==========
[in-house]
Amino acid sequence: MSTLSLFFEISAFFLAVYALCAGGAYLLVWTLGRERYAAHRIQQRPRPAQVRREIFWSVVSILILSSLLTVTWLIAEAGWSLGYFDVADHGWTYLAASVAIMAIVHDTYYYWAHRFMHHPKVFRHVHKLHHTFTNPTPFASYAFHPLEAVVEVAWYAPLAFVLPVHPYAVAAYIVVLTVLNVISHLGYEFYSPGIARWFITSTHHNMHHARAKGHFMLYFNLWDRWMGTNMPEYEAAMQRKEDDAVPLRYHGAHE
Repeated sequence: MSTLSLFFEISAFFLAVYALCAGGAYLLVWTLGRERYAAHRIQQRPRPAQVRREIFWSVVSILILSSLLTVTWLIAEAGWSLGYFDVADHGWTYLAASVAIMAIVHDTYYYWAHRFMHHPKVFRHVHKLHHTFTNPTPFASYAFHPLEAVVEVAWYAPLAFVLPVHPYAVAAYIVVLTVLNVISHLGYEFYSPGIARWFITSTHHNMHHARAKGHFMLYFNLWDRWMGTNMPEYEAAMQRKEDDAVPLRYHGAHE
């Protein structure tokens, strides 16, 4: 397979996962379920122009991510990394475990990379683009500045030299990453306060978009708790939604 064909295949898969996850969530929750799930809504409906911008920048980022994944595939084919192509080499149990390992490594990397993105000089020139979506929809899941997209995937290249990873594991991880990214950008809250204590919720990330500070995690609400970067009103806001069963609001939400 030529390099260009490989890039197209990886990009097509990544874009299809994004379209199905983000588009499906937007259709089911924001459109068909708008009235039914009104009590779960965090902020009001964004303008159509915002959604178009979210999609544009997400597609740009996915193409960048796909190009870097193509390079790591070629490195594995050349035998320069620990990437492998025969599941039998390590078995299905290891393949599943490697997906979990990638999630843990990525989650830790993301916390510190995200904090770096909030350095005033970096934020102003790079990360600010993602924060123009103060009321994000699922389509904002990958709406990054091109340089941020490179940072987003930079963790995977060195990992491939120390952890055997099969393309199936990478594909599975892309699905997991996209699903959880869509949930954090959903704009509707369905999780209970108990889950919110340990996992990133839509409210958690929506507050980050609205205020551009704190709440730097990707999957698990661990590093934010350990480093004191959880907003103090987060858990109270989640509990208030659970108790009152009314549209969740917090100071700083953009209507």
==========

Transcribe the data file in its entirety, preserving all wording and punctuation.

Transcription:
[in-house]
Amino acid sequence: MSTLSLFFEISAFFLAVYALCAGGAYLLVWTLGRERYAAHRIQQRPRPAQVRREIFWSVVSILILSSLLTVTWLIAEAGWSLGYFDVADHGWTYLAASVAIMAIVHDTYYYWAHRFMHHPKVFRHVHKLHHTFTNPTPFASYAFHPLEAVVEVAWYAPLAFVLPVHPYAVAAYIVVLTVLNVISHLGYEFYSPGIARWFITSTHHNMHHARAKGHFMLYFNLWDRWMGTNMPEYEAAMQRKEDDAVPLRYHGAHE
Repeated sequence: MSTLSLFFEISAFFLAVYALCAGGAYLLVWTLGRERYAAHRIQQRPRPAQVRREIFWSVVSILILSSLLTVTWLIAEAGWSLGYFDVADHGWTYLAASVAIMAIVHDTYYYWAHRFMHHPKVFRHVHKLHHTFTNPTPFASYAFHPLEAVVEVAWYAPLAFVLPVHPYAVAAYIVVLTVLNVISHLGYEFYSPGIARWFITSTHHNMHHARAKGHFMLYFNLWDRWMGTNMPEYEAAMQRKEDDAVPLRYHGAHE
């Protein structure tokens, strides 16, 4: 397979996962379920122009991510990394475990990379683009500045030299990453306060978009708790939604 064909295949898969996850969530929750799930809504409906911008920048980022994944595939084919192509080499149990390992490594990397993105000089020139979506929809899941997209995937290249990873594991991880990214950008809250204590919720990330500070995690609400970067009103806001069963609001939400 030529390099260009490989890039197209990886990009097509990544874009299809994004379209199905983000588009499906937007259709089911924001459109068909708008009235039914009104009590779960965090902020009001964004303008159509915002959604178009979210999609544009997400597609740009996915193409960048796909190009870097193509390079790591070629490195594995050349035998320069620990990437492998025969599941039998390590078995299905290891393949599943490697997906979990990638999630843990990525989650830790993301916390510190995200904090770096909030350095005033970096934020102003790079990360600010993602924060123009103060009321994000699922389509904002990958709406990054091109340089941020490179940072987003930079963790995977060195990992491939120390952890055997099969393309199936990478594909599975892309699905997991996209699903959880869509949930954090959903704009509707369905999780209970108990889950919110340990996992990133839509409210958690929506507050980050609205205020551009704190709440730097990707999957698990661990590093934010350990480093004191959880907003103090987060858990109270989640509990208030659970108790009152009314549209969740917090100071700083953009209507």